This is another position where the Giants could potentially stand to sacrifice numbers if, as noted on the previous slide, fullback Henry Hynoski shows that he can handle the H-back duties that have otherwise thus far not clicked for the tight ends.

    Here then is how the "tight ends by committee" likely shapes up:

    Larry Donnell, initially projected to be the hidden gem of the tight end group before training camp began, will probably be the starter and the one who gets moved around in the backfield.

    Adrien Robinson, who continues to struggle with consistency, could emerge as a red-zone or occasional slot-receiving threat when the coaches want to create a mismatch.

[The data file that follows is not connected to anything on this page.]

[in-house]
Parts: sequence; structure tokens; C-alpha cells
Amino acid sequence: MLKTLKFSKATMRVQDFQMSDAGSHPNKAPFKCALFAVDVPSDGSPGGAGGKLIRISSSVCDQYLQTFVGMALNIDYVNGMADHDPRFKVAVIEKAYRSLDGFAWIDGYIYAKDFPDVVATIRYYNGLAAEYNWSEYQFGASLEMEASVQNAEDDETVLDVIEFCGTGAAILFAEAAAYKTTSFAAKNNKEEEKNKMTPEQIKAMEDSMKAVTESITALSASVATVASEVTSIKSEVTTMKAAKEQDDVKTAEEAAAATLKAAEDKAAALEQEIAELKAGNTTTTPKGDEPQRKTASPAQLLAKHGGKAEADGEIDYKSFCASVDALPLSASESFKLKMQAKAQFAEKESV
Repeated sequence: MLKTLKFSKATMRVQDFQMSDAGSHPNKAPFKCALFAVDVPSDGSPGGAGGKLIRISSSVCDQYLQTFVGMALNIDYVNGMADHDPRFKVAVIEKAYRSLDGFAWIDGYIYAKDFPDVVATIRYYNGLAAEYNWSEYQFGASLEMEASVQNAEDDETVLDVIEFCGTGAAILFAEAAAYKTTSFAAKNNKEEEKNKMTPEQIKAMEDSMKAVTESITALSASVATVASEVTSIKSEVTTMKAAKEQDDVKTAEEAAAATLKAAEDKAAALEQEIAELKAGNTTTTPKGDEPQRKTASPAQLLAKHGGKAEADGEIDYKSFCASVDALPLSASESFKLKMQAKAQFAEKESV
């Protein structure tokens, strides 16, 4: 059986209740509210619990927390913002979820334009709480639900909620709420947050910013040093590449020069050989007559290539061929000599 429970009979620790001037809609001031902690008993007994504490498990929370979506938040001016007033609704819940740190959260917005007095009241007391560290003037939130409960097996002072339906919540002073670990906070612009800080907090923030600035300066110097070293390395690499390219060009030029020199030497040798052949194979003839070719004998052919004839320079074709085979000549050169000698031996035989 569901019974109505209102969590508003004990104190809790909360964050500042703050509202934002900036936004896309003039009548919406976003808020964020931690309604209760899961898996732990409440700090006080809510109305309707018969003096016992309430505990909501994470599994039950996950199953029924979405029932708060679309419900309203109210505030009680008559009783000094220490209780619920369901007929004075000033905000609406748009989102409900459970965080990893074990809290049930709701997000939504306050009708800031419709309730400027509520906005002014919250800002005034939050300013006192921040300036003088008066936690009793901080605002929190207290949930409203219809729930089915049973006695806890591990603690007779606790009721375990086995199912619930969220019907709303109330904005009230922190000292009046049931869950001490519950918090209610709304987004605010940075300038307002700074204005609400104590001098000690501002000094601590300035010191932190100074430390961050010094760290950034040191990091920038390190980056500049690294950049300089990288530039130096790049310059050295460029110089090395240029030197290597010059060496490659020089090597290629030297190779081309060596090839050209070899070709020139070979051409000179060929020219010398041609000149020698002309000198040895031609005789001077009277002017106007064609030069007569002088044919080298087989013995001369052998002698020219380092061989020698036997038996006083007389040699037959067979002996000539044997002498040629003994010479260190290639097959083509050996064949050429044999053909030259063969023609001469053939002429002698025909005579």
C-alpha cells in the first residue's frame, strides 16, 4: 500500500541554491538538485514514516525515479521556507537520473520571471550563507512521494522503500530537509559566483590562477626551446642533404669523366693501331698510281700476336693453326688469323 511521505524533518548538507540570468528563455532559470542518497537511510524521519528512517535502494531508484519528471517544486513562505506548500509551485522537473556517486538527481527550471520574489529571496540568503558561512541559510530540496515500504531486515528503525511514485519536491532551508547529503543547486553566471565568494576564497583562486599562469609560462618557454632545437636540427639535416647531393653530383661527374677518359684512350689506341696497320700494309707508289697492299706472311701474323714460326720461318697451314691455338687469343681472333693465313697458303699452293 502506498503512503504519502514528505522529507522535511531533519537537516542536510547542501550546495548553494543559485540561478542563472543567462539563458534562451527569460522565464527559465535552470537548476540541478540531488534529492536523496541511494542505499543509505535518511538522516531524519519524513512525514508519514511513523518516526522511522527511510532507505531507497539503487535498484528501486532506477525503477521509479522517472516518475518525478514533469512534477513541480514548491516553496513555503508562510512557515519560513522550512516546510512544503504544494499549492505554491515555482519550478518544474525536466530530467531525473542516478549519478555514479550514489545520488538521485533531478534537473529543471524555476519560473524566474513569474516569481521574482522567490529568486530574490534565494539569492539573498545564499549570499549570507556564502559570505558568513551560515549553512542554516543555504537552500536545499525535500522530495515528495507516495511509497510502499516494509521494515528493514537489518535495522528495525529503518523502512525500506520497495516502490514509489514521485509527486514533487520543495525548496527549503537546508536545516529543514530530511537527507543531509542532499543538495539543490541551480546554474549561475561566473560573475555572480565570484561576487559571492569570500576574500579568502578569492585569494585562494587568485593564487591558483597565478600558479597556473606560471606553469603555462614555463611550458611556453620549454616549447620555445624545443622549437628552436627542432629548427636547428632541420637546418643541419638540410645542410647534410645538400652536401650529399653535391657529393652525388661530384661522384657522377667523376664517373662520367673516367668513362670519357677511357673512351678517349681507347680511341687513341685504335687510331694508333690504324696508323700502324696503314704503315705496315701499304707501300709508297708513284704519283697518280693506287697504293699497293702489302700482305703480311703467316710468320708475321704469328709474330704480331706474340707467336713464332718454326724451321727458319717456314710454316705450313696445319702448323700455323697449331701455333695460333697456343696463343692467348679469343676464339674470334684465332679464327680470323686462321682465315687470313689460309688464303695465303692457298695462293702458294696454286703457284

Daniel Fells, who had an early lead on a roster spot, hasn’t been able to work as much due to a knee injury, but he has a good chance of sliding onto the roster because he's had a solid showing when he's been on the field.

    Against the Jets, Fells really showed his blocking chops in the running game. He's the only one of the Giants' remaining tight ends that, per Pro Football Focus (subscription required), earned a positive grade (3.5) as a run-blocker.


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    USA TODAY Sports

    (6): Victor Cruz, Rueben Randle, Odell Beckham Jr., Jerrel Jernigan, Corey Washington, Preston Parker

    Thanks to the on-going hamstring issue affecting first-round draft pick Odell Beckham Jr., the Giants will likely have to carry an extra receiver.